Research interests

I don't maintain these pages very actively, so they are quite dated.

I started life (if you call this living) as a theoretical physicist, working on Kaluza Klein theories, then geometrical quantum field theory, topological quantum field theory, finite temperature field theory, anyons, Chern-Simon theory etc. Then I flipped to study computers as dynamical systems, and dabbled in Machine Learning, control systems, etc. I now work within mainly computing disciplines. I like exploring elegant or creative ideas that one strives to work into a scientific discipline -- especially those that really describe stuff, rather than idealize systems beyond recognition. Now that I have to earn money for a living (ChiTek-i), I can only squeeze writing in between gaps of working on more pedrestrian stuff.

The broad paintbrush view of my work is about: how to describe dynamical systems in a useful way, on all scales. Here's how is got started.

Note, if you are looking for publications I vowed to stop the game of publishing in journals after reaching the lofty title of Professor and I casually tossed away credability to leave the University, largely due to my experiences with the cliques and corrupt privilege rings in academia, journals, and its institutions. I now try to write less and seek my own non-anonymous peer review and publish only on the Arxiv or researchgate. I am against all kinds of academic snobbery,

Ongoing and unfinished projects

Since stumbling onto Promise Theory as a way to talk about agent based scaling and semantics, I've not been able to get far away from Promise Theory. I spend a lot of time applying Promise Theory to practical cases and technologies. I've written about the presumed route to `intelligence' at the system level in terms of these principles (see my popular books In Search of Certainty and Smart Spacetime).

Further developments of promise theory:

The main theme of my work, since 1998 has been the understanding and scaling of human-computer systems, in particular the idea of self-maintaining, `smart' functional infrastructure, using embedded information technology. Since 2007, I have been working on two main subjects: the formalization of the concepts and applications of Promise Theory (largely with Jan Bergstra) and the question of Knowledge Management for IT infrasructure, particularly semantic networks. This is in continuation of previous work on the dynamics and semantics of information infrastructure for pervasive computing or "Internet of Things".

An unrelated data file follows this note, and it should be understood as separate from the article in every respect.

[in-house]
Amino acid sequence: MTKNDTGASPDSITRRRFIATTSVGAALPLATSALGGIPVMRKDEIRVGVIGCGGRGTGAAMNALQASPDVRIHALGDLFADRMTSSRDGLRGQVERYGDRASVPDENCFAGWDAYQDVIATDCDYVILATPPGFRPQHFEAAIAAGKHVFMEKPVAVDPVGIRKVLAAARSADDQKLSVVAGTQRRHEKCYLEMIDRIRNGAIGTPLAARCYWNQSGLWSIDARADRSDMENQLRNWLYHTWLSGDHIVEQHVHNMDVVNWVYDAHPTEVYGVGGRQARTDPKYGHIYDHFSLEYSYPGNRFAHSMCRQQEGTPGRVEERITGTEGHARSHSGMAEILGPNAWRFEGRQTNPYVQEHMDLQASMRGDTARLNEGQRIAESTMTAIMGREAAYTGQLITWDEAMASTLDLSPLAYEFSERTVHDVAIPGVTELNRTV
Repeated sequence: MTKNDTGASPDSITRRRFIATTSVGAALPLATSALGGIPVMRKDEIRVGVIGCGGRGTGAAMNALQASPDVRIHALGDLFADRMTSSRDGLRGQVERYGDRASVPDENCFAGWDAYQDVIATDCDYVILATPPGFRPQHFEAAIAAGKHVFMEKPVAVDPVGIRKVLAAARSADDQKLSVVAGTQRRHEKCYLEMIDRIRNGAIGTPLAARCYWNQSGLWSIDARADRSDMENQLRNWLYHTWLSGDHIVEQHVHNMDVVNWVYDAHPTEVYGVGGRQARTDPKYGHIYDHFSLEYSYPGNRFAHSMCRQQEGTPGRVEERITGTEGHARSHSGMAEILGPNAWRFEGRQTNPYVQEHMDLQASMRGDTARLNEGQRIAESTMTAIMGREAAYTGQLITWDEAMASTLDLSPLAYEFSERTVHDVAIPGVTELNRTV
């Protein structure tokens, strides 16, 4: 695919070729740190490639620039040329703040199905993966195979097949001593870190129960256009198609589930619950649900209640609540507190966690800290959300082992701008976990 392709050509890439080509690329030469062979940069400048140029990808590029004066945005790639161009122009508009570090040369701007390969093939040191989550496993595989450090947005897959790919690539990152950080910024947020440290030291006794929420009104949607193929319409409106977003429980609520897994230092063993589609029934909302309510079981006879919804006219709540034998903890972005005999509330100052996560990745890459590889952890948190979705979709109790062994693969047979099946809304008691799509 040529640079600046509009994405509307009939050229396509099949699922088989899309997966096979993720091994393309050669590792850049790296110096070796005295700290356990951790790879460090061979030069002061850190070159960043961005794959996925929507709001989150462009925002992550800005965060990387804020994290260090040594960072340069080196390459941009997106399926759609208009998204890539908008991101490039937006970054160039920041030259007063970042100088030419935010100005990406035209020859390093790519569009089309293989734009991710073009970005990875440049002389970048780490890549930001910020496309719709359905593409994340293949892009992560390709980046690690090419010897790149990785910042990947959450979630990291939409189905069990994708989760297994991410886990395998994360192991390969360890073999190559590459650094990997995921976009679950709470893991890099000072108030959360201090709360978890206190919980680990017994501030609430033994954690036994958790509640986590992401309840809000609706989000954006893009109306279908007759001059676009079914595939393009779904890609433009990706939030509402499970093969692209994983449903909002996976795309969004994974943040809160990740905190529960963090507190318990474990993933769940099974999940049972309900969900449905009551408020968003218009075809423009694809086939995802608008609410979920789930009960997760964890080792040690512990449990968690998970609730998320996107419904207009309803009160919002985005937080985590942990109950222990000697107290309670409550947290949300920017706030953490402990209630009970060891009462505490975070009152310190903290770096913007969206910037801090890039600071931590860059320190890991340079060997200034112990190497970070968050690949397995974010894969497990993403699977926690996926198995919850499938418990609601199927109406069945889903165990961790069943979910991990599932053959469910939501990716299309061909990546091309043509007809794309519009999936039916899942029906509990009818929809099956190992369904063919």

Data pipeline design (unfinished project)

Paper on Koaljr

Business driven IT

In the overlap between Promises and Knowledge, I got interested in BDIM "Business Driven IT Management", or what it means to make IT business relevant (thanks for Claudio Bartolini). Following talks by Claudio, Jacques Sauve and John Wilkes in 2006, I drafted this sketch (DOI: 10.13140/RG.2.1.1080.0800) was used as an outline of a keynote held at NOMS in Brasil in 2008, which was the start of using Promise Theory to describe this business alignment, and later DevOps.

"There is nothing more difficult to take in hand, more perilous to conduct or more uncertain of its success than to take the lead in the introduction of a new order of things, because the innnovator has for enemies all those who have done well under the old scheme and lukewarm defenders in those who may do well under the new..."
(Machiavelli, The Prince)

"Perhaps the greatest discovery of all this research is that we no longer can separate basic from applied science The disciplines are connected in ways they have never been before..."
(Vice President Al Gore)

"There is no use in looking to scientific `papers', for they do not merely conceal but actively misrepresent the reasoning which goes into the work they describe."
(Sir Peter Medawar)